Theses Doctoral

Direct Cortical Inputs to Hippocampal Area CA1 Transmit Complementary Signals for Goal-directed Navigation

Bowler, John

The entorhinal cortex (EC) is central to the brain’s navigation system. Its subregions are conventionally thought to compute dichotomous representations for spatial processing: medial entorhinal cortex (MEC) provides a global spatial map, while lateral entorhinal cortex (LEC) encodes specific sensory details of experience. While local recordings of EC circuits have amassed a vast catalogue of specialized cell types that could support navigational computations in the brain, we have little direct evidence for how these signals are actually transmitted outside of the EC to its primary downstream reader, the hippocampus, which itself is critical for the formation of spatial and episodic memories.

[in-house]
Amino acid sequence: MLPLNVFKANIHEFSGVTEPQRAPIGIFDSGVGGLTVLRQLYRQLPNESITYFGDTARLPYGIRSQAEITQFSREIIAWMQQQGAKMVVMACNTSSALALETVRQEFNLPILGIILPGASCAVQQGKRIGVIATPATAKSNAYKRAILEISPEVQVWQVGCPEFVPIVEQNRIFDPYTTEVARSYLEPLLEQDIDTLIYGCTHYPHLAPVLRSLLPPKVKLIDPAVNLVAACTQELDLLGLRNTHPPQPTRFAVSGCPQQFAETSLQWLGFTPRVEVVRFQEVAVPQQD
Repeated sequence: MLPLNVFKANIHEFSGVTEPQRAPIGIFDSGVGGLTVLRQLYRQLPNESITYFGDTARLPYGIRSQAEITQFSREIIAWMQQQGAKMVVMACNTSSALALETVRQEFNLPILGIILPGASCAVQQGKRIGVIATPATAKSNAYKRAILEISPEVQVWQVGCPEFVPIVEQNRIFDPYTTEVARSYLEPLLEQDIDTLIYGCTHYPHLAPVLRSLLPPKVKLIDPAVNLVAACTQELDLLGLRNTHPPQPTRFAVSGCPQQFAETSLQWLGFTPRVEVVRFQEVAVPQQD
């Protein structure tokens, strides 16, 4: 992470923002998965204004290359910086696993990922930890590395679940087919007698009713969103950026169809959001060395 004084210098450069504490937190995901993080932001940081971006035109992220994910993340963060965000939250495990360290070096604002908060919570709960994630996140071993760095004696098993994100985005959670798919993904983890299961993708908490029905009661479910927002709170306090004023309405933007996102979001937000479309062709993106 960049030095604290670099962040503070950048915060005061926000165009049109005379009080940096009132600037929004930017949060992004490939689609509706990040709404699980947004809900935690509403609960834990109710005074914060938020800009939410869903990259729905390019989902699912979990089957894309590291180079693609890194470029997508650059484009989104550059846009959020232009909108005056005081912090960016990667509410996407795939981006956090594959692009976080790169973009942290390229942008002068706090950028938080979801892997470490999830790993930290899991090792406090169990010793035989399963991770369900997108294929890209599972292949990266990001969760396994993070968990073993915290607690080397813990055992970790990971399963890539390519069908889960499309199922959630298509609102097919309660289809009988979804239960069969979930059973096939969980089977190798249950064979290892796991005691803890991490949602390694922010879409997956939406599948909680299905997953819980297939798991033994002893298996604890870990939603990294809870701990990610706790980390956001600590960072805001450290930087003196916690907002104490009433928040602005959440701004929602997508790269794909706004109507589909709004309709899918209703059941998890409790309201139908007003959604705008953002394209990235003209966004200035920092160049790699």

Here we exploit in vivo sub-cellular imaging to directly record from EC axon terminals as they locally innervate hippocampal area CA1, while mice performed navigation and spatial learning tasks in virtual reality. We find both distinct and overlapping representations of task, location, and context in both MEC and LEC axons. While MEC transmitted a highly location- and context-specific code, LEC inputs were strongly biased by ongoing navigational goals and reward. Surprisingly, the position of the animal could be accurately decoded from either entorhinal subregion. Our results challenge prevailing dogma on the routing of spatial and non-spatial information from the cortex to the hippocampus, indicating that cortical interactions upstream of the hippocampus are critical for combining these processing streams to support navigation and memory.


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More About This Work

Academic Units
Neurobiology and Behavior
Thesis Advisors
Losonczy, Attila
Ph.D., Columbia University
Published Here
March 29, 2023